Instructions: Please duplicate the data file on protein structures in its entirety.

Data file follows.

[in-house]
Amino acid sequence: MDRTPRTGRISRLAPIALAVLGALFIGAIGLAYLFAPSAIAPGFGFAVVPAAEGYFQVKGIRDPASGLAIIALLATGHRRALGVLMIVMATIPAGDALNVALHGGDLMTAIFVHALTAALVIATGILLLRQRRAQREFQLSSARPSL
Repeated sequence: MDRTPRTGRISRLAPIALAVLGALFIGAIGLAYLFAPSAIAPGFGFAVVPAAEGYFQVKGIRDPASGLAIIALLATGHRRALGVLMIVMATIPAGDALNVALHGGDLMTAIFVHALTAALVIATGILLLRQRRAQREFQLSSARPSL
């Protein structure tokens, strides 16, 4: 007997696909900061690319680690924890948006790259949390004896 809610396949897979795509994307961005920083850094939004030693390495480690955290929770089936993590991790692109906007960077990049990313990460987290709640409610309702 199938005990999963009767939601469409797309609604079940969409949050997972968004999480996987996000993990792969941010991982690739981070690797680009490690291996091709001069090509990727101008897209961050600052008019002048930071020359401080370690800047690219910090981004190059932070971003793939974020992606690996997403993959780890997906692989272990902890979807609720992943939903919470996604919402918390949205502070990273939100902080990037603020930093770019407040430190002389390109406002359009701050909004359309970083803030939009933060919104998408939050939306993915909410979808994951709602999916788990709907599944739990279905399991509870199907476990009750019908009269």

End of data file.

[in-house]
Amino acid sequence: MDRTPRTGRISRLAPIALAVLGALFIGAIGLAYLFAPSAIAPGFGFAVVPAAEGYFQVKGIRDPASGLAIIALLATGHRRALGVLMIVMATIPAGDALNVALHGGDLMTAIFVHALTAALVIATGILLLRQRRAQREFQLSSARPSL
Repeated sequence: MDRTPRTGRISRLAPIALAVLGALFIGAIGLAYLFAPSAIAPGFGFAVVPAAEGYFQVKGIRDPASGLAIIALLATGHRRALGVLMIVMATIPAGDALNVALHGGDLMTAIFVHALTAALVIATGILLLRQRRAQREFQLSSARPSL
């Protein structure tokens, strides 16, 4: 007997696909900061690319680690924890948006790259949390004896 809610396949897979795509994307961005920083850094939004030693390495480690955290929770089936993590991790692109906007960077990049990313990460987290709640409610309702 199938005990999963009767939601469409797309609604079940969409949050997972968004999480996987996000993990792969941010991982690739981070690797680009490690291996091709001069090509990727101008897209961050600052008019002048930071020359401080370690800047690219910090981004190059932070971003793939974020992606690996997403993959780890997906692989272990902890979807609720992943939903919470996604919402918390949205502070990273939100902080990037603020930093770019407040430190002389390109406002359009701050909004359309970083803030939009933060919104998408939050939306993915909410979808994951709602999916788990709907599944739990279905399991509870199907476990009750019908009269």